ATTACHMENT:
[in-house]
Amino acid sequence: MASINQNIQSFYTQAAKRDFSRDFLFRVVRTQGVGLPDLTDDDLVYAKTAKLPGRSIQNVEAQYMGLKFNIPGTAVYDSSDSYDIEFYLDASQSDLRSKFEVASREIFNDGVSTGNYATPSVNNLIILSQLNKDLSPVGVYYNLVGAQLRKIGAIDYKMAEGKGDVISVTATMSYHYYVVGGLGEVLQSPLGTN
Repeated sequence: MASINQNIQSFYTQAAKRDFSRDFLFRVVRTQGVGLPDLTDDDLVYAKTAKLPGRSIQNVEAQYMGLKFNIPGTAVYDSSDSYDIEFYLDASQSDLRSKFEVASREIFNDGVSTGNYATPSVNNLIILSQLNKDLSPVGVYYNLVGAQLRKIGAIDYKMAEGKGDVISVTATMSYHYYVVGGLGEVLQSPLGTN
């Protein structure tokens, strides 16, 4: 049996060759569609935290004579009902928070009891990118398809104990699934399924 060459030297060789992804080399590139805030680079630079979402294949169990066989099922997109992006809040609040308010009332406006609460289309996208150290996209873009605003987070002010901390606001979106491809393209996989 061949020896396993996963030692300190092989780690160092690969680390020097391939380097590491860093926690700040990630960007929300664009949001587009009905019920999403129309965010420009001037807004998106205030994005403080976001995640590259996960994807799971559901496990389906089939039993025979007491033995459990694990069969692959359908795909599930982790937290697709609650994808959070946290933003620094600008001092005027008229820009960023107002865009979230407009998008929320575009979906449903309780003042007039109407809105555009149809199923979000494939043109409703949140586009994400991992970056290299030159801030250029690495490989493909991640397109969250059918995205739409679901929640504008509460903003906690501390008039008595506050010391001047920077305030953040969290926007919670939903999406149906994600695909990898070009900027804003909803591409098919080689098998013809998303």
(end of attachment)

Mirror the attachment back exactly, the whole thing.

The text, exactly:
[in-house]
Amino acid sequence: MASINQNIQSFYTQAAKRDFSRDFLFRVVRTQGVGLPDLTDDDLVYAKTAKLPGRSIQNVEAQYMGLKFNIPGTAVYDSSDSYDIEFYLDASQSDLRSKFEVASREIFNDGVSTGNYATPSVNNLIILSQLNKDLSPVGVYYNLVGAQLRKIGAIDYKMAEGKGDVISVTATMSYHYYVVGGLGEVLQSPLGTN
Repeated sequence: MASINQNIQSFYTQAAKRDFSRDFLFRVVRTQGVGLPDLTDDDLVYAKTAKLPGRSIQNVEAQYMGLKFNIPGTAVYDSSDSYDIEFYLDASQSDLRSKFEVASREIFNDGVSTGNYATPSVNNLIILSQLNKDLSPVGVYYNLVGAQLRKIGAIDYKMAEGKGDVISVTATMSYHYYVVGGLGEVLQSPLGTN
């Protein structure tokens, strides 16, 4: 049996060759569609935290004579009902928070009891990118398809104990699934399924 060459030297060789992804080399590139805030680079630079979402294949169990066989099922997109992006809040609040308010009332406006609460289309996208150290996209873009605003987070002010901390606001979106491809393209996989 061949020896396993996963030692300190092989780690160092690969680390020097391939380097590491860093926690700040990630960007929300664009949001587009009905019920999403129309965010420009001037807004998106205030994005403080976001995640590259996960994807799971559901496990389906089939039993025979007491033995459990694990069969692959359908795909599930982790937290697709609650994808959070946290933003620094600008001092005027008229820009960023107002865009979230407009998008929320575009979906449903309780003042007039109407809105555009149809199923979000494939043109409703949140586009994400991992970056290299030159801030250029690495490989493909991640397109969250059918995205739409679901929640504008509460903003906690501390008039008595506050010391001047920077305030953040969290926007919670939903999406149906994600695909990898070009900027804003909803591409098919080689098998013809998303």